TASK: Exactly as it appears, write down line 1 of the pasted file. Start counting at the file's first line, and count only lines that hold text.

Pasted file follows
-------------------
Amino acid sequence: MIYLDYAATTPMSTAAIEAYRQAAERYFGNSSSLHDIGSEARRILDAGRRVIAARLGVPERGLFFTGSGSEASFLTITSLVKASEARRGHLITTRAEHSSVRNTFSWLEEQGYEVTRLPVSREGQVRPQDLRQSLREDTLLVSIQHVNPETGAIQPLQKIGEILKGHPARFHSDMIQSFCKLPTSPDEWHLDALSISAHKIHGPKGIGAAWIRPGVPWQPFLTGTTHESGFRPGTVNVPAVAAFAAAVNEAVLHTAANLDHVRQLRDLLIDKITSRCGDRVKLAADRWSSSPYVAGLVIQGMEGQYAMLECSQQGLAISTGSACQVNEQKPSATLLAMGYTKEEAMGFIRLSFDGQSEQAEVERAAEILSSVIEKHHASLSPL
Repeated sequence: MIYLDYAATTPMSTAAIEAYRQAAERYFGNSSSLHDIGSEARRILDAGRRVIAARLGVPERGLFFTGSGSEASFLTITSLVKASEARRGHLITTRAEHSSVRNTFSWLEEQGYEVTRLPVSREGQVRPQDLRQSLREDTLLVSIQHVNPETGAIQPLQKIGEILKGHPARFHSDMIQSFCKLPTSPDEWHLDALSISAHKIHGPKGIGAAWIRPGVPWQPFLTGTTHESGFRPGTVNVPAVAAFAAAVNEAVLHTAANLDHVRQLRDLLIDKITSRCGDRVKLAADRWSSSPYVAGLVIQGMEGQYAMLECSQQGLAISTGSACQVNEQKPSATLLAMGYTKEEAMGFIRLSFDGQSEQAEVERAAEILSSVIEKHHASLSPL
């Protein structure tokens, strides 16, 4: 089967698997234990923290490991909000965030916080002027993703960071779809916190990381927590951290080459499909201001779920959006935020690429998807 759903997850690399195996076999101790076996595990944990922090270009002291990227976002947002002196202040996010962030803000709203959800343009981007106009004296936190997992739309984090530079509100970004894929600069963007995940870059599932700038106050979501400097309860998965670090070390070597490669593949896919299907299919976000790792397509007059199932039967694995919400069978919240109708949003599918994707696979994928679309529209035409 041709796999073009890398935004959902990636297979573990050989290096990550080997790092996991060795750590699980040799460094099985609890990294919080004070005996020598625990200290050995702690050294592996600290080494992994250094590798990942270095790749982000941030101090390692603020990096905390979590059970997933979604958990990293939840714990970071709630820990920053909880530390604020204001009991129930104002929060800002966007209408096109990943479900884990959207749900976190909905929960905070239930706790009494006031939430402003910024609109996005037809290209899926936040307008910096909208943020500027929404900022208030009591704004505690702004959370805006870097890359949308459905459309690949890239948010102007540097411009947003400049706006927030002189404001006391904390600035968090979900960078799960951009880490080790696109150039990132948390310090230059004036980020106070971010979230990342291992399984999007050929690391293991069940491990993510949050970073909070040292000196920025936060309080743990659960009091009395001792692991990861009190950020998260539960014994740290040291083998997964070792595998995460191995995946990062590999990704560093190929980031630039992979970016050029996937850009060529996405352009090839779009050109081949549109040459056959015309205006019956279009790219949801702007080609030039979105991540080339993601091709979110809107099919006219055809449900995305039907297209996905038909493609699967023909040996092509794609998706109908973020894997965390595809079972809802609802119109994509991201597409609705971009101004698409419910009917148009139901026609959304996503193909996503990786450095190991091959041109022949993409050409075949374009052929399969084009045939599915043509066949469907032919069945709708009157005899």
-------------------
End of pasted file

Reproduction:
Amino acid sequence: MIYLDYAATTPMSTAAIEAYRQAAERYFGNSSSLHDIGSEARRILDAGRRVIAARLGVPERGLFFTGSGSEASFLTITSLVKASEARRGHLITTRAEHSSVRNTFSWLEEQGYEVTRLPVSREGQVRPQDLRQSLREDTLLVSIQHVNPETGAIQPLQKIGEILKGHPARFHSDMIQSFCKLPTSPDEWHLDALSISAHKIHGPKGIGAAWIRPGVPWQPFLTGTTHESGFRPGTVNVPAVAAFAAAVNEAVLHTAANLDHVRQLRDLLIDKITSRCGDRVKLAADRWSSSPYVAGLVIQGMEGQYAMLECSQQGLAISTGSACQVNEQKPSATLLAMGYTKEEAMGFIRLSFDGQSEQAEVERAAEILSSVIEKHHASLSPL